Bjorn Askefoss - Álces
  Year :   2005
  Location :   Norway
  Worktype :   Sound-installation in a public space.
  Materials:   -
  Info :   Landmark, Bergen Kunsthall

  Work Details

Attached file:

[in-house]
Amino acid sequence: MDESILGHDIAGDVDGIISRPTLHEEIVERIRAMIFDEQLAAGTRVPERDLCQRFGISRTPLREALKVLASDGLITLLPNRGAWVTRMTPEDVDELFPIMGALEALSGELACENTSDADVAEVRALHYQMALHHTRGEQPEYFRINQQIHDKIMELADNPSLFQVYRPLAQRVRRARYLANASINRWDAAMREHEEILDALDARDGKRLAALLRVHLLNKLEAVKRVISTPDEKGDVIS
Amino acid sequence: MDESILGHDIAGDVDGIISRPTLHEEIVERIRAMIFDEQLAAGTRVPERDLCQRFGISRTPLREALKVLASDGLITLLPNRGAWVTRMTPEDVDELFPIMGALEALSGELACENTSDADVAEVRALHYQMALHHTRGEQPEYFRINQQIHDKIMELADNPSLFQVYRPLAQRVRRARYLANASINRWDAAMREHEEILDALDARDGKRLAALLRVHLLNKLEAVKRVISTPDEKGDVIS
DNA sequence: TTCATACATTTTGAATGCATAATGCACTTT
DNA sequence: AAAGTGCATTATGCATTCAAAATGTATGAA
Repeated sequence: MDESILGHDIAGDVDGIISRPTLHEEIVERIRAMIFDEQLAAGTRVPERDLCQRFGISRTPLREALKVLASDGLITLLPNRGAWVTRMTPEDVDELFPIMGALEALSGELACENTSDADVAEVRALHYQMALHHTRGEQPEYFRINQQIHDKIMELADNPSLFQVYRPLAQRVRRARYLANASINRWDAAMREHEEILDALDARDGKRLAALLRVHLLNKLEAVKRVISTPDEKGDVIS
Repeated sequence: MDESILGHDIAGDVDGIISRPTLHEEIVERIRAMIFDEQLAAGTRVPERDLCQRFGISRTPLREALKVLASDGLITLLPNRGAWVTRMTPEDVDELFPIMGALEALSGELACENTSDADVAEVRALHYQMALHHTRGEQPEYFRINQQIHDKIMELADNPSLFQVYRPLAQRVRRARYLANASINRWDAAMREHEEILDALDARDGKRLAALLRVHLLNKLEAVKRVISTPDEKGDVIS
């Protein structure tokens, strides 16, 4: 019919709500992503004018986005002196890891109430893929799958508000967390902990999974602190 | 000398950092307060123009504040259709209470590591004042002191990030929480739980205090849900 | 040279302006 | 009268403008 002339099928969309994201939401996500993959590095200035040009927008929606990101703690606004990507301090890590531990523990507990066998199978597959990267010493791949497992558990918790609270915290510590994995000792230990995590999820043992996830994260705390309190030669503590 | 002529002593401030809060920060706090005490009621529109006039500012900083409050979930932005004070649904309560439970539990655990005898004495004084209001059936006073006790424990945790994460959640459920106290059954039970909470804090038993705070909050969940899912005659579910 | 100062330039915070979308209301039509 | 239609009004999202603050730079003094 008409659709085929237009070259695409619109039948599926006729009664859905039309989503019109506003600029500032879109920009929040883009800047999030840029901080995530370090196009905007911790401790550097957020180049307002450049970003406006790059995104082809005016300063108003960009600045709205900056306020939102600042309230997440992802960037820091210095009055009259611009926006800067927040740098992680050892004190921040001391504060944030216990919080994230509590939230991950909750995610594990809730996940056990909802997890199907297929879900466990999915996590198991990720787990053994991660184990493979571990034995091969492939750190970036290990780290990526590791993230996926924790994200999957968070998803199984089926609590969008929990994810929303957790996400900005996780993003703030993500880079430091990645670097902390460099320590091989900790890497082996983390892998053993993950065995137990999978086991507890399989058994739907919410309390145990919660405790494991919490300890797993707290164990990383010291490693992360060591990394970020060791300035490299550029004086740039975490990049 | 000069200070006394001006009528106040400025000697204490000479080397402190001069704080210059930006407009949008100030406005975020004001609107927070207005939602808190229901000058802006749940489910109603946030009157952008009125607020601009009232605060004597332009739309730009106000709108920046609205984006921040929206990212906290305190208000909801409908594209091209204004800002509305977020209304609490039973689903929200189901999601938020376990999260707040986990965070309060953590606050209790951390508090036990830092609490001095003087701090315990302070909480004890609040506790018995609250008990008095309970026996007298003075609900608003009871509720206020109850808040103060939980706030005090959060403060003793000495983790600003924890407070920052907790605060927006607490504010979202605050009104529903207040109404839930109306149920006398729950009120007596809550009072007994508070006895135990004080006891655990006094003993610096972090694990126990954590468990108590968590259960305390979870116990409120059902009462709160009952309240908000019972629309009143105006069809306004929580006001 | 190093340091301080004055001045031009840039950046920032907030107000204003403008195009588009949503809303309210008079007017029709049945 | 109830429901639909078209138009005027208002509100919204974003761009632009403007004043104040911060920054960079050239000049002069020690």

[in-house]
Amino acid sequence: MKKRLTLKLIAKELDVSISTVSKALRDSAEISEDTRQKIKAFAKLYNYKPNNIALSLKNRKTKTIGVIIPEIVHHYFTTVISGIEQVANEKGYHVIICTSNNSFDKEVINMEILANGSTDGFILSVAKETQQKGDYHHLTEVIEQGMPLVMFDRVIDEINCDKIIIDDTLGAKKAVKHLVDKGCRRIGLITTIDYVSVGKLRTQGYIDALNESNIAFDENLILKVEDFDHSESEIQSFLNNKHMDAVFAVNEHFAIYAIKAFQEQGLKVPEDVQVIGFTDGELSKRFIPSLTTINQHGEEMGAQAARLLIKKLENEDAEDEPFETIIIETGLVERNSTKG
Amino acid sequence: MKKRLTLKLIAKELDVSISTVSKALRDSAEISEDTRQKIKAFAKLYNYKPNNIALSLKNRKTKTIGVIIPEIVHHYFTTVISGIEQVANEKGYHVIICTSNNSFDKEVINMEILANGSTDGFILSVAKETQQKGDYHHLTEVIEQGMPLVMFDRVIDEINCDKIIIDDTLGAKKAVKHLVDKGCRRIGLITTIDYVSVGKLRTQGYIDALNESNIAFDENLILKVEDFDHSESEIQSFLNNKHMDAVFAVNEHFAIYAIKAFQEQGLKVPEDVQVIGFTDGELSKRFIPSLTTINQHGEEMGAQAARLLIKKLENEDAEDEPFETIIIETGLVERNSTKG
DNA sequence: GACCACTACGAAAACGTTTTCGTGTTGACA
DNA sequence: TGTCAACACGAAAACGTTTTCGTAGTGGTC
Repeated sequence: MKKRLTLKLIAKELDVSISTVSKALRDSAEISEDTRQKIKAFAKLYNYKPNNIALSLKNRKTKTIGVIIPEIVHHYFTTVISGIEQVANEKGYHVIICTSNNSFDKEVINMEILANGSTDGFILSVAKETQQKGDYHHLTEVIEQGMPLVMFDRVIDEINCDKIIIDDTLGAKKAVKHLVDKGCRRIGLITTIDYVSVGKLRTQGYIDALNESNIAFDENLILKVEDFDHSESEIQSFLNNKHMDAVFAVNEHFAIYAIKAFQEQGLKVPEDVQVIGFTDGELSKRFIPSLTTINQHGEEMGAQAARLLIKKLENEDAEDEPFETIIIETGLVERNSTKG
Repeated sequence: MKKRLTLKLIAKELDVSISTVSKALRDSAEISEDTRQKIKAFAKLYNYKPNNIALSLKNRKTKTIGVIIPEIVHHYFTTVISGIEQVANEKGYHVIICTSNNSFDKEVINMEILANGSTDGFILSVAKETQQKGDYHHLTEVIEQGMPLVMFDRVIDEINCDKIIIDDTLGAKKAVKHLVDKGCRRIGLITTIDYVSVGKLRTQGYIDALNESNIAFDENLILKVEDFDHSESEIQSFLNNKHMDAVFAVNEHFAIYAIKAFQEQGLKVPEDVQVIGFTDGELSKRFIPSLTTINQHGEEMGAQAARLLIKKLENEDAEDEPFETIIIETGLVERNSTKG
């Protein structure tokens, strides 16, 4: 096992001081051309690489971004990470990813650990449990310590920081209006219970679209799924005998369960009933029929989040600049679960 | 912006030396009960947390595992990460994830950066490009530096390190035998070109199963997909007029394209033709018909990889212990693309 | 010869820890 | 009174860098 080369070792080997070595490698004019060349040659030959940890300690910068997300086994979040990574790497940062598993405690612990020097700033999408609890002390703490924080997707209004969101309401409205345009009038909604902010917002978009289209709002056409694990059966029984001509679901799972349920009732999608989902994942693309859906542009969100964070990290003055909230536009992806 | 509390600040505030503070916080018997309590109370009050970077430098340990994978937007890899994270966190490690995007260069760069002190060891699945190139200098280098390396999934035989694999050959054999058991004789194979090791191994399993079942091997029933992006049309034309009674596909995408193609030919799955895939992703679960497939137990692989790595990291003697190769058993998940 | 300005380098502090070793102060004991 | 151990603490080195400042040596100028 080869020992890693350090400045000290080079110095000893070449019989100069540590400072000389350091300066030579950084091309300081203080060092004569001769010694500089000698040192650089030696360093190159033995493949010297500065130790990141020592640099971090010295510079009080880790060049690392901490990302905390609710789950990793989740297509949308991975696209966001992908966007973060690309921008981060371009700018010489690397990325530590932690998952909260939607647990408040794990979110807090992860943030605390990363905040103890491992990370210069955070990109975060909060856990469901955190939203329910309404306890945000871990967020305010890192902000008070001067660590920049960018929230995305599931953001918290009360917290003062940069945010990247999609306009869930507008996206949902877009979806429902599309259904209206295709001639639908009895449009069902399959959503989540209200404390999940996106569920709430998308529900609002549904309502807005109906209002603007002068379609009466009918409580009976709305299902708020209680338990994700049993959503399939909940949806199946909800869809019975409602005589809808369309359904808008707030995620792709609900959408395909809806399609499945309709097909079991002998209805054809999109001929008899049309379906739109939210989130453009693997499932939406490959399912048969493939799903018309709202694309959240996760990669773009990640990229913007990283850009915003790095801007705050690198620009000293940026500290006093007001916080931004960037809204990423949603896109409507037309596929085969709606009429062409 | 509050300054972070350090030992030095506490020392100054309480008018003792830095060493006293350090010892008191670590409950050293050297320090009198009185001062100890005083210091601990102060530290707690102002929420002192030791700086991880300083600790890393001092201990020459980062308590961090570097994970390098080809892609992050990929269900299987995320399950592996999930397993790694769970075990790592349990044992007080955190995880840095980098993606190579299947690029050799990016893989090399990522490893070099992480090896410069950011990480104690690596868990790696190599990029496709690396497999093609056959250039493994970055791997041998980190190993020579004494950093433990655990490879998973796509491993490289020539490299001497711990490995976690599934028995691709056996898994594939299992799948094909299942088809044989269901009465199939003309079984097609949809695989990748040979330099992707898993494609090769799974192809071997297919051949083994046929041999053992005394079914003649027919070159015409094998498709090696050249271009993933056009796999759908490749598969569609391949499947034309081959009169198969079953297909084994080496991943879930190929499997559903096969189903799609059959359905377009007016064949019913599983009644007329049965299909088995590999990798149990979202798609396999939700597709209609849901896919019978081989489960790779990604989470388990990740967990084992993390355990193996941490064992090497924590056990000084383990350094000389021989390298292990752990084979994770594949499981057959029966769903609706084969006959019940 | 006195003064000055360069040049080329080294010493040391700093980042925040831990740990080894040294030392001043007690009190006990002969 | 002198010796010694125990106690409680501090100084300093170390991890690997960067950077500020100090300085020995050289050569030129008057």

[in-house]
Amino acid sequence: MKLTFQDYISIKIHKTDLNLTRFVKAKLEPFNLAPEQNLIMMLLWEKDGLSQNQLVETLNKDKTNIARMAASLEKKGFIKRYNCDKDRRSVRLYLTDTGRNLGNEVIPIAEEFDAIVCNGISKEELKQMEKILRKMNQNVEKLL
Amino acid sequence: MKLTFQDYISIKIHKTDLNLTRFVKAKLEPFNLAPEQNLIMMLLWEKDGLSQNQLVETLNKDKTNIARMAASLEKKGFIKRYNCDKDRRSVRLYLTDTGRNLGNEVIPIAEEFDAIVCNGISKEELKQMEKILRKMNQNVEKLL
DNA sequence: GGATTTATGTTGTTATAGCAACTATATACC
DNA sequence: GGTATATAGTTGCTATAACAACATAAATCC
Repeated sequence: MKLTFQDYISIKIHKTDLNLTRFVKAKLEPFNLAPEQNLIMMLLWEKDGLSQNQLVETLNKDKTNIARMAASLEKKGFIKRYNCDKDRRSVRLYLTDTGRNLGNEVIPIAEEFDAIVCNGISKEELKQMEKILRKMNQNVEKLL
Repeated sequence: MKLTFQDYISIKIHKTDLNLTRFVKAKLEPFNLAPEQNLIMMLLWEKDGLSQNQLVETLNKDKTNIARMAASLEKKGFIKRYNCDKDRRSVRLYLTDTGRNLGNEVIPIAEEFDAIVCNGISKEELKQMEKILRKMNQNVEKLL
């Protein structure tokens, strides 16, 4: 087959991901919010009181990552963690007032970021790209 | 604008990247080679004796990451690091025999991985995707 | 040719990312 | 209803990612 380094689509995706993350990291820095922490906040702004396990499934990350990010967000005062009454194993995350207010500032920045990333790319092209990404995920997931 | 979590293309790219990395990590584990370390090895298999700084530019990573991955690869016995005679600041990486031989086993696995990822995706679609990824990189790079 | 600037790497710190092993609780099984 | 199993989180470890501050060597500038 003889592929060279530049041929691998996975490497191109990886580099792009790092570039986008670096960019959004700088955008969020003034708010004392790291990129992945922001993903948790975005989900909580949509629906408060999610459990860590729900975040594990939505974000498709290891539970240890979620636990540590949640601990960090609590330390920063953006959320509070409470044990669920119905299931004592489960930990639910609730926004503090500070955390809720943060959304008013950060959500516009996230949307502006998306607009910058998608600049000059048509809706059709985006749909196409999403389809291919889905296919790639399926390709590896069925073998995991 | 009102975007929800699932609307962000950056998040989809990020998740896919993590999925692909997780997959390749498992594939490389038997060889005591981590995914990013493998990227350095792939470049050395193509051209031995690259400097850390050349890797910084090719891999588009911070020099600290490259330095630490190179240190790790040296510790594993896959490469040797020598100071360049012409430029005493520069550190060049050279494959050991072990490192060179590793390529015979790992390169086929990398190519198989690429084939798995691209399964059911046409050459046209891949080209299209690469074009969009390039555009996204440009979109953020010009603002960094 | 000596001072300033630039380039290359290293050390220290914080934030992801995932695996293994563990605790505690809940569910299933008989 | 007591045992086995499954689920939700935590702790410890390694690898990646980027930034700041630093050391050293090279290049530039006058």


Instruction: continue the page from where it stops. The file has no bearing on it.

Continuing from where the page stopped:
The interactive installation Álces is performed in Landmark, Bergen Kunsthall in the period 7th – 14th December 2005. Characteristic for this site-specific installation is that the space of the performance and the created work of art are integrated into a situation orientated piece where Landmark´s café culture mixes with an arranged urban environment in the form of a sonografic portrait of Paris´ public space. This democratic installation is based upon a number of sound- and image-recordings from a number of Movements, or acoustic spaces chosen by aleatoric methods. This has been done by applying a stone carving to a Michelin city and to determine points in the carvings crossing lines. The term democratic, as used in this context has, among others, the consequence that all sounds have the same status. A consequence of this is that all sources of sound can be defined as musical instruments. Álces is thereby (fragments of) a number of concerts originated from urban acoustic environment performed in Landmark. Significant for this conceptual installation is the thesis that any source of sound is realized in a concrete composition based on complex activities in the city environment and that Álces thereby implies an investigating attitude towards artistic practice. By the use of technology developed at Ircam, Centre Georges Pompidou in Paris, the interactive space records movements of the people and these recordings are incorporated in the aleatoric composition. This implies a slight adjustment in relation to a conventional approach to composition and artistic manifestation. As a consequence, this implies a democratic process. Another effect of such an installation is that the space to a certain extent becomes a part of the piece, and that the idea of a spatial based instrument evolves as a consequence of this. The relationship between the private and the public is thereby one of the essential features in the installation. Aesthetically Álces relates to parts of the experimental music, and the American experimental music in particular, that was involved in interpenetration of environment sounds. Especially John Cage´s 4´33´´ that was performed first time in Maverick Theatre in Woodstock (1952) has been influential. Cage´s performance at Henie Onstad Art Centre outside Oslo during his visit to Norway in the 1980´s should be mentioned. However, while 4´33´´ is a piece Cage attributed to Rauchenberg´s ”The white paintings”(Tiravanija, ICA, 2004), one is in Álces also concerned with timbre. The kinship to dada comes to its strongest expression through the wide use of sounds from the social and cultural context, ready-mades, that are used in a musical and artistic context, but also in the choice of the title of the piece. One can say that in this meaning Álces can best be described as Antimusic, or composed in the absence of traditional approach to composition. This relationship is turned upside down as the artist declares silence to be music, namely democratic music. The result is that Álces arise as a cross point between a form of concrete poetry and urban impressions. Accessed 05.01.2008 from